ister Act came out exactly 26 years go, on May 29th, 1992, when I wasn’t quite five years old. I don’t remember the first time I saw it — though I’m pretty sure it was on VHS and not at a theater — and to be honest, I’m not clear why my parents let me watch it at all, let alone as often as I did. All I know is that I was glued to the Sister Act screen then and continue to be today.
For those not well acquainted, the film follows lounge singer Deloris Van Cartier (Whoopi Goldberg) as she witnesses a crime at her mobster boyfriend Vince LaRocca’s Nevada casino, flees the cronies ordered to “take care of her” and subsequently lands in protective custody, where she poses as a nun at a deteriorating San Francisco convent. This is a perfect solution in theory. You know, aside from Deloris’ long-held resentment toward Catholicism and, more specifically (as foreshadowed in Sister Act’s opening scene), nuns; her attachment to material, gastronomical and carnal pleasures; her natural star quality, which threatens to expose her whereabouts to Vince and co.; and the convent’s shrewd, easily threatened and silver-tongued Mother Superior (Dame Maggie Smith, A TREASURE), who takes special offense to such “a conspicuous person, designed to stand out,” as she describes Deloris upon her arrival. Eventually, Deloris and her sisters in the order connect over music as she reforms their once-tragic choir into a Pope-worthy spectacle.
The film is not without its problems. There’s the well-worn trope of a solitary black woman tasked with bettering the white women around her and the absence of even some small reckoning with the then-burgeoning allegations of widespread sex abuse in the Catholic church, to name a few. But there are also several reasons I’ve continued loving it into adulthood. For one, it passes the Bechdel test with flying colors. The cast, not entirely surprisingly for a group of nuns, barely seems to think about men at all (except for, to quote Deloris, “The Big JC”) until they’re forced to outsmart and out-empathize a team of them during the film’s climax. And while in 2018, the Bechdel test can feel like a pretty low bar, I still struggle to think of any other mainstream movie featuring both a black woman in the top-billed slot and a supporting cast of middle-aged and significantly older women — meek women, fat women, handsome women, deaf women — who have distinct, non-sexualized personalities of their own.
And then, of course, there’s the art. The film’s unbridled early ‘90s-style medleys and montages are set to tracks originally recorded by Etta James, Mary Wells, Fontella Bass and other Motown and Chess Records chanteuses, and the fashion offerings are no less dynamic. In Sister Act’s opening 15 minutes or so, costume designer Molly Maginnis (who’d go on to outfit the similarly shimmery, shimmying cast of Smash) outfits Deloris in no less than:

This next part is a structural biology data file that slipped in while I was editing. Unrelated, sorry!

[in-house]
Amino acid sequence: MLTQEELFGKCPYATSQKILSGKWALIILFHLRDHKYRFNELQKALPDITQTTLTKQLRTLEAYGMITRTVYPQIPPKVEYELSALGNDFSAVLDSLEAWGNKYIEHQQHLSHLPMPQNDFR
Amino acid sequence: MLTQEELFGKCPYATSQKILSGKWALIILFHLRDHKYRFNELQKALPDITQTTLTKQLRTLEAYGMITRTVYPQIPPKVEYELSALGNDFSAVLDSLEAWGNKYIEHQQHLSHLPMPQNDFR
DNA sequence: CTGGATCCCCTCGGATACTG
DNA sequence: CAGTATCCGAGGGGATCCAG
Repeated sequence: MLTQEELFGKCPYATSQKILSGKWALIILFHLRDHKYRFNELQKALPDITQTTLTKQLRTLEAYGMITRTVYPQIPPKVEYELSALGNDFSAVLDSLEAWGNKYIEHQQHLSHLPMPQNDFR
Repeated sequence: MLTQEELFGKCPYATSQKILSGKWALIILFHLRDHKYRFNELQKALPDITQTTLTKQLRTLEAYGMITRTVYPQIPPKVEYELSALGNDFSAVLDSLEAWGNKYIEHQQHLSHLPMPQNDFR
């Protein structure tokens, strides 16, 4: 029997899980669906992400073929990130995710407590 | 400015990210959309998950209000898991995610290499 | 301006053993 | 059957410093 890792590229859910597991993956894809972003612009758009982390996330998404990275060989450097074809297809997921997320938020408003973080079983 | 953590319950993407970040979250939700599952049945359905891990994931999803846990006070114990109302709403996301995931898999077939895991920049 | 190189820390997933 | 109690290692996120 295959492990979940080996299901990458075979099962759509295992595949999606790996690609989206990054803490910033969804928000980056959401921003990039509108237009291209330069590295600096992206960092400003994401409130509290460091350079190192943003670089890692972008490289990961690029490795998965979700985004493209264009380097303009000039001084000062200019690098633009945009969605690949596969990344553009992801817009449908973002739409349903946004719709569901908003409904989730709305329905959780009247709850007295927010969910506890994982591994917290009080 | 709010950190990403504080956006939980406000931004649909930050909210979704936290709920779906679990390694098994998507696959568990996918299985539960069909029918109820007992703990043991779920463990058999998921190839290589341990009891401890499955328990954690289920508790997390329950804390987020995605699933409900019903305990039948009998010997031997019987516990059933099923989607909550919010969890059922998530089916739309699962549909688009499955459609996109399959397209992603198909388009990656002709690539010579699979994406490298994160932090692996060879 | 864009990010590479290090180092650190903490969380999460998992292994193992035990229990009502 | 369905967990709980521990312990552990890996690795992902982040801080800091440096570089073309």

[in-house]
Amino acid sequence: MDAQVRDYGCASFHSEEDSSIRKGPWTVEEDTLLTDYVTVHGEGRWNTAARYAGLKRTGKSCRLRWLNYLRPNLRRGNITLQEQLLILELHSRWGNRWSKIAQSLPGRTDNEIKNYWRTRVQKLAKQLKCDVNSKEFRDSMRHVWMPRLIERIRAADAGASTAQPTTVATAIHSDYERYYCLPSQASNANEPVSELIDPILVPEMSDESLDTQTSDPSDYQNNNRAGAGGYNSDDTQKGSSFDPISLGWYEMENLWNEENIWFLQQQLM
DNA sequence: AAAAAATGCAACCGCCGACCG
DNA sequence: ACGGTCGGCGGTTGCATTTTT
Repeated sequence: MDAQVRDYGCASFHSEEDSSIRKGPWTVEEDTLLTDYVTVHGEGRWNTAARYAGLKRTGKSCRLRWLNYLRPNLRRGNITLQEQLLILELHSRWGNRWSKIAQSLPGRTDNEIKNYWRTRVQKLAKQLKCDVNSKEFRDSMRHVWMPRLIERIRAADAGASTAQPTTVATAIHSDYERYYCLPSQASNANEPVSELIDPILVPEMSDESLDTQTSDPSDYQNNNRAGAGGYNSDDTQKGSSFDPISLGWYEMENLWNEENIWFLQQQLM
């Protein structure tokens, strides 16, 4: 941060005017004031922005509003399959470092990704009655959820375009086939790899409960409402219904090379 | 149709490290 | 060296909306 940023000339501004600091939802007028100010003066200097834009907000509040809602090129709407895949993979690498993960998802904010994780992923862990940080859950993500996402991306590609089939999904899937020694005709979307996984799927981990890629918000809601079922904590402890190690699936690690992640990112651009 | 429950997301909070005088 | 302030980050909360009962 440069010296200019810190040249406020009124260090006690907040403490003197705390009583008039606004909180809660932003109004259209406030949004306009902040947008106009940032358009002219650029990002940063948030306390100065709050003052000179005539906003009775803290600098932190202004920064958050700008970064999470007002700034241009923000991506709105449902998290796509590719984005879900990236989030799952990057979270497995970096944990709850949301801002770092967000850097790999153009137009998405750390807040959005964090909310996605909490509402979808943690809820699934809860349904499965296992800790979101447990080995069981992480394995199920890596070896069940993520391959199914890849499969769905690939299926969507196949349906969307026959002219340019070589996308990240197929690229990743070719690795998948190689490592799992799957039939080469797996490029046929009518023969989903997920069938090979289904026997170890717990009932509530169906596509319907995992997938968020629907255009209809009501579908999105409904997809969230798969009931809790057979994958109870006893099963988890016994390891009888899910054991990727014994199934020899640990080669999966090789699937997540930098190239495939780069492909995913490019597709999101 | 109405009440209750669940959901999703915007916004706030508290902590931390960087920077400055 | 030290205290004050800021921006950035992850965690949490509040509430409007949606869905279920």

- A gold-sequined, floor-length gown with a thigh-high slit and jagged illusion neckline and gigantic earrings to match.
- A sheer, silver-embroidered robe over an even sparklier lace minidress.
- A sculptural, raccoon tail-laced coat that screams “sexy Davy Crockett.”
- A gold lamé, paisley-print duster (which moves beautifully while outrunning bad guys) with a bedazzled, black-lace bodysuit; zip-up, leather-like underbust corset; tiny fuschia fanny pack and silky violet bra.
- A purple mink coat as integral to the film’s plot as it was to my early infatuation with a man-repelling aesthetic.
Maginnis is even meticulous about minor characters’ wardrobes, like the local cool girls draped in Neneh Cherry-ish doorknockers and TLC-reminiscent, graffiti-graced overalls. At the far less “conspicuous” end of the spectrum are the order sisters’ habits, which as a child I found fascinating for the same reasons I was later moved to salivation by Pierre Cardin’s graphic, geometric 1960s designs, and which I’ve since learned to view with a more complex appreciation.
What I mean is: As an extremely secular member of the SlutWalk generation, the concept of “modest” dressing can ring oppressive to my ears. But a scene in which the sisters divide and conquer a casino floor, anonymized by their robes, to confuse Deloris’ would-be assassins, resonates harder now than I could have imagined in my prepubescent life. Not because I’ve ever found myself on a bumbling hitman’s bad side (fingers crossed I never will), but because I’ve certainly craved escape from the larger population of men who take any opportunity to single out, objectify and harass women simply for being recognizable as such. Now, while I still aspire to Deloris’ body-hugging, decolletage-framing tastes and the bright, boyish style of the convent’s local girl gang, I can also recognize the liberation of dressing for invisibility.
Ultimately, that kind of nuanced understanding of seemingly “different” women is what the outwardly over-the-top Sister Act is about. Deloris, scarred early in life by the confines of religion, asserts herself in and makes peace with the order; the once-stuffy sisters, for their part, come to allow themselves the “sins” of dive-bar jukeboxes, artistic expression and ice cream straight from the quart container. The film’s axis turns less on redemption, in a religious or black-and-white sense, than on acceptance.
“Do you feel sometimes like you just have to be yourself or you’ll just burst?” Sister Mary Robert, the mouse-voiced youngest member of the order, asks Deloris early in her time at the convent.
“Yep.” Deloris smiles, resigned, from within the confines of a habit that is most certainly not her. “I do.”
I do, too, constantly and intensely. Some days being myself means a push-up bra and fantastical outerwear, and some days it means attempting to circumvent the male gaze in something long and shapeless. Praise be that to this day, Sister Act reminds me that I don’t have to choose.
Photos via (c) Buena Vista Pictures/ Courtesy: Everett Collection.